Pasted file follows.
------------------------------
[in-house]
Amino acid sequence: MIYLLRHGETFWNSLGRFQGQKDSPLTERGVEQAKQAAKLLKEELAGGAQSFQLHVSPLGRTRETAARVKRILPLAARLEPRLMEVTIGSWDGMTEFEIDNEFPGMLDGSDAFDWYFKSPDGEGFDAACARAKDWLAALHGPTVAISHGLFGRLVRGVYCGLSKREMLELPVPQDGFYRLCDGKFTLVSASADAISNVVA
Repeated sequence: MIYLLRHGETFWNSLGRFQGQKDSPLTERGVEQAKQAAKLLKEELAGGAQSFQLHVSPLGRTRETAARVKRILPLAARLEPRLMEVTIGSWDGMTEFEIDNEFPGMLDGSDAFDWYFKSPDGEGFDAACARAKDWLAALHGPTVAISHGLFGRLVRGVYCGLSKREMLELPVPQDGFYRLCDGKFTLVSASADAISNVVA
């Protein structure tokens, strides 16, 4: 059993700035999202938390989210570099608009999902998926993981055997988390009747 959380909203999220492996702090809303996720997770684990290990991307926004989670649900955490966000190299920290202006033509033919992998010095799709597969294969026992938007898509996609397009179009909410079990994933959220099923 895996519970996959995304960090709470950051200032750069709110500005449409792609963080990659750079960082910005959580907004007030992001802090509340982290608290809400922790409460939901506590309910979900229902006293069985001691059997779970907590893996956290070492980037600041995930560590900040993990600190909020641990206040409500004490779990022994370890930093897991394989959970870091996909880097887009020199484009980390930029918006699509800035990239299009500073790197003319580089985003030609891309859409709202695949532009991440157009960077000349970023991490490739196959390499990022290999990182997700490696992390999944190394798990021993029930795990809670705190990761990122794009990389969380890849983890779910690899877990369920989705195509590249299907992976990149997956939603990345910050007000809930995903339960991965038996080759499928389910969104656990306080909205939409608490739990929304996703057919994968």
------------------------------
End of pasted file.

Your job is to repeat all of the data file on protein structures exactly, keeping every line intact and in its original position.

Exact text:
[in-house]
Amino acid sequence: MIYLLRHGETFWNSLGRFQGQKDSPLTERGVEQAKQAAKLLKEELAGGAQSFQLHVSPLGRTRETAARVKRILPLAARLEPRLMEVTIGSWDGMTEFEIDNEFPGMLDGSDAFDWYFKSPDGEGFDAACARAKDWLAALHGPTVAISHGLFGRLVRGVYCGLSKREMLELPVPQDGFYRLCDGKFTLVSASADAISNVVA
Repeated sequence: MIYLLRHGETFWNSLGRFQGQKDSPLTERGVEQAKQAAKLLKEELAGGAQSFQLHVSPLGRTRETAARVKRILPLAARLEPRLMEVTIGSWDGMTEFEIDNEFPGMLDGSDAFDWYFKSPDGEGFDAACARAKDWLAALHGPTVAISHGLFGRLVRGVYCGLSKREMLELPVPQDGFYRLCDGKFTLVSASADAISNVVA
């Protein structure tokens, strides 16, 4: 059993700035999202938390989210570099608009999902998926993981055997988390009747 959380909203999220492996702090809303996720997770684990290990991307926004989670649900955490966000190299920290202006033509033919992998010095799709597969294969026992938007898509996609397009179009909410079990994933959220099923 895996519970996959995304960090709470950051200032750069709110500005449409792609963080990659750079960082910005959580907004007030992001802090509340982290608290809400922790409460939901506590309910979900229902006293069985001691059997779970907590893996956290070492980037600041995930560590900040993990600190909020641990206040409500004490779990022994370890930093897991394989959970870091996909880097887009020199484009980390930029918006699509800035990239299009500073790197003319580089985003030609891309859409709202695949532009991440157009960077000349970023991490490739196959390499990022290999990182997700490696992390999944190394798990021993029930795990809670705190990761990122794009990389969380890849983890779910690899877990369920989705195509590249299907992976990149997956939603990345910050007000809930995903339960991965038996080759499928389910969104656990306080909205939409608490739990929304996703057919994968």